Friday, February 12, 2021. It snowed the night before last, starting in the late night hours and running through early morning, seven or eight o’clock. It was a steady light snow and it left a light covering on the sidewalks and the dirty snowmounds left from last week. It was a cold day, in the 30s, and a grey day thereafter. We’re getting a bit of the old fashioned winter right now. That and the ongoing whatever is not enough to lift one’s spirits. You have to work on it.
Alison Lurie, the best-selling novelist, died at week ago Tuesday (December 3rd) in hospital in Ithaca. She would have been 95 on September 3rd. I did not know her although I interviewed her once when she had a new book coming out. I had never read any of her work, and didn’t have time before the lunch to do so. But I like to promote writers and am highly impressed by those of us who are so prolific. A close friend of mine, an actor living in Los Angeles, told me that her novel based in L.A. was the best book he’d ever read about Hollywood.
I remembered my lunch with her only vaguely because of my association with her and Los Angeles. I should add that I am always a little bit cowed by a prolific writer perhaps because I know the enormous amount of psychic and physical energy that goes into the process. And I of course always feel that I’m not expending enough of it. So meeting Ms. Lurie was in itself an act of worship, so to speak, because I knew of her accomplishment and achievement.
Otherwise, I’d long forgotten the details but I looked in our archives and found a record of it. In person, she was a very nice woman; polite, gracious, not verbose. We talked about her work, and her life. A lot of it was thoughts about the state of the world, the state of our society. I wouldn’t refer to her as opinionated but she was very thought-provoking, and gentle about presenting it.
I looked up our lunch and here it is to remind me and perhaps you dear reader about a great lady who has since departed …
This past week, Margalit Fox wrote an excellent obituary on Ms. Lurie.
September 25, 2014. It was Wednesday and Michael’s was bustling. I had the privilege of lunching with author Alison Lurie who has a new book out, just published: The Language of Houses; How Buildings Speak Out To Us. I knew of Ms. Lurie because she wrote a book The Nowhere City published in 1965 about a contemporary couple living in Los Angeles dealing with the Zeitgeist of Southern California life (and vibes). It was, and remains, an important observation of the culture of that part of the world. I have many friends of Southern California experiences who feel that way about the book. She’s written several books including the novel Foreign Affairs, which won the Pulitzer in 1984.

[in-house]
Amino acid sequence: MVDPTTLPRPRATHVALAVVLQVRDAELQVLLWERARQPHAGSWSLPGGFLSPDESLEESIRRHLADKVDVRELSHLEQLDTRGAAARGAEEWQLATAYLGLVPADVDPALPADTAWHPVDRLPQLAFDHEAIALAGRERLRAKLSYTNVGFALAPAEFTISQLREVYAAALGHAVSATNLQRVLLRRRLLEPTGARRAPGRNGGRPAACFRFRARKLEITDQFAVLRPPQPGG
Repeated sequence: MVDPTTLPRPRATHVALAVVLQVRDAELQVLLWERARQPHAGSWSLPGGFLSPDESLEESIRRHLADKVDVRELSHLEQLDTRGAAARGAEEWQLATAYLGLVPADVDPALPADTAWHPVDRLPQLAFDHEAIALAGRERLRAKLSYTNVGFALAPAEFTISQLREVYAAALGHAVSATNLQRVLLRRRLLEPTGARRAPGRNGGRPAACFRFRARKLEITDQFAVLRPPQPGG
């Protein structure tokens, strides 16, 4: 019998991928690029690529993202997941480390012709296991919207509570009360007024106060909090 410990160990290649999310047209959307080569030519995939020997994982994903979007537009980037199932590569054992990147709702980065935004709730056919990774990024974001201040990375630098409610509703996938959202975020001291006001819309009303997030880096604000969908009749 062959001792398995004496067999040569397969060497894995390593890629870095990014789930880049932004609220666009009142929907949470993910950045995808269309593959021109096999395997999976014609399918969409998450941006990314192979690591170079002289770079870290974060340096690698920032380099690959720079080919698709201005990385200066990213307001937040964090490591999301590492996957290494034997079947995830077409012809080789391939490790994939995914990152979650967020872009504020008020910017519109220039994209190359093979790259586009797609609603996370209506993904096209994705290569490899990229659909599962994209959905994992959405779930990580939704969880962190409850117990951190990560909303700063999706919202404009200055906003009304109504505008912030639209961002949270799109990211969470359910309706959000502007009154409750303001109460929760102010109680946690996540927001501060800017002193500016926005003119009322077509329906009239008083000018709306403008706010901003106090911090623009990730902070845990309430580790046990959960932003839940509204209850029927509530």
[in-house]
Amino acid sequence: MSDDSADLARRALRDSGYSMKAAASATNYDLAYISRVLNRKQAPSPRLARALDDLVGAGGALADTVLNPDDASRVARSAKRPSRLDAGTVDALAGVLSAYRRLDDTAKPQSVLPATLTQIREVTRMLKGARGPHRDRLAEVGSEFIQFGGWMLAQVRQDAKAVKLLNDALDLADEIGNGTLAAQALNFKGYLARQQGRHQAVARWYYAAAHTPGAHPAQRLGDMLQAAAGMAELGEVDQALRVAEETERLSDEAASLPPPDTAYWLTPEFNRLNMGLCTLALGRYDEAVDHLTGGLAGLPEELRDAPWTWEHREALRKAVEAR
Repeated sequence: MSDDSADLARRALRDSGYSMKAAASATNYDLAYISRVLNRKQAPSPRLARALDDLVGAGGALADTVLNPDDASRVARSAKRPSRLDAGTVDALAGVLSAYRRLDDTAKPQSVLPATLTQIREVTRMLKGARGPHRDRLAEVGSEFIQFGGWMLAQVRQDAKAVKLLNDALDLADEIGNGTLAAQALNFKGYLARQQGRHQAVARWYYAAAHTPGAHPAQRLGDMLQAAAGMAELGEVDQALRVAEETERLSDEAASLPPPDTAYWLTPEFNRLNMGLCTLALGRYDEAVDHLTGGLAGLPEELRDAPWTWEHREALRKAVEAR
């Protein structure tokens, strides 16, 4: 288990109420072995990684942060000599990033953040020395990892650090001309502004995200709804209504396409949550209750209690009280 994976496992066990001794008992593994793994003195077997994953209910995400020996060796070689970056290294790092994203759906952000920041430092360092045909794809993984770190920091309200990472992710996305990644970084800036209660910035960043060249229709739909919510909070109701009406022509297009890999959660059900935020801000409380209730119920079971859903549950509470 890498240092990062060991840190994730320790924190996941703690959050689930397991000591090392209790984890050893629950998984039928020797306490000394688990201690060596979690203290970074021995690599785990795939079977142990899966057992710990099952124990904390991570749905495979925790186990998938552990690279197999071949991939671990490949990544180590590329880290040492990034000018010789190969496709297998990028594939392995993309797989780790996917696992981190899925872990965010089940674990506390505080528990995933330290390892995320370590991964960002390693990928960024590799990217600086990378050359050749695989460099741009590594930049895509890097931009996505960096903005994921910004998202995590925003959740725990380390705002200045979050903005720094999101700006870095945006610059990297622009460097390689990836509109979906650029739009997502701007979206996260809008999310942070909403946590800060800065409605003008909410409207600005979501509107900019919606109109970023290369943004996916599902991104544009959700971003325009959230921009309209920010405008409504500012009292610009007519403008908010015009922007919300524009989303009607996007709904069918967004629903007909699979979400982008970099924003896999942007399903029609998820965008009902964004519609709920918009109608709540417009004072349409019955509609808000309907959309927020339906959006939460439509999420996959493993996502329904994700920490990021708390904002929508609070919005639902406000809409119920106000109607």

One of the great things about my work is my opportunity to meet people such as Alison Lurie — people who are bright, even genius, and knowledgeable and equipped with a talent to express it so that we may learn, or think. I had no idea what she might be like, or her age, or the way she looked. You can see her the picture that Steve Millington took of us. She was 88 this past September 3rd. I mention that because I knew she was older than I just by her comportment, her assuredness and her natural humility, but I was surprised to learn that she was fifteen years older than I. I was surprised because she has a contemporary sensibility. I am old enough now to know that age does provide a certain wisdom and to the lucky ones a great certain wisdom. You know more. You’ve had more experience, more time to learn more. If you’re paying attention. I have a feeling that Alison Lurie has quite a bit of it.
She has written 11 novels and a book of short stories. She’s written two memoirs as well as “The Language of Clothes,” (published in 1981) considering what we communicate about ourselves in the way we dress.
Her new book “The Language of Houses” considers what our houses communicate about us. She’d been asked to write the book right after the success of her “Clothes” book. But she soon realized it would take a great deal of her time to research. So instead she decided not to bother, although she did take notes about the subject. Over the years, the notes accumulated and there came a moment when she could see a book in what she’d gathered. And so it was.
She pointed out to me that the subject is broader than the individual house. It was about all kinds of buildings, even restaurants. Michael’s, for example, communicated to anyone who entered the space. She pointed out the signs that were obvious on entry, which I demonstrate in the photos above.
I mentioned the populist minimalist décor favored by many whose domiciles you see in the shelter magazines. I told her how I often look at those photos and say out loud to myself: “who lives here?” or “Where do they live?” She replied that the clues were in the spaces where people actually spend their time. The clues to enhance all of us are in “The Language of Houses.”
Last night I found this piece about Alison Lurie in The Guardian four years ago about “dress” and how she’s communicated it at this stage of her life.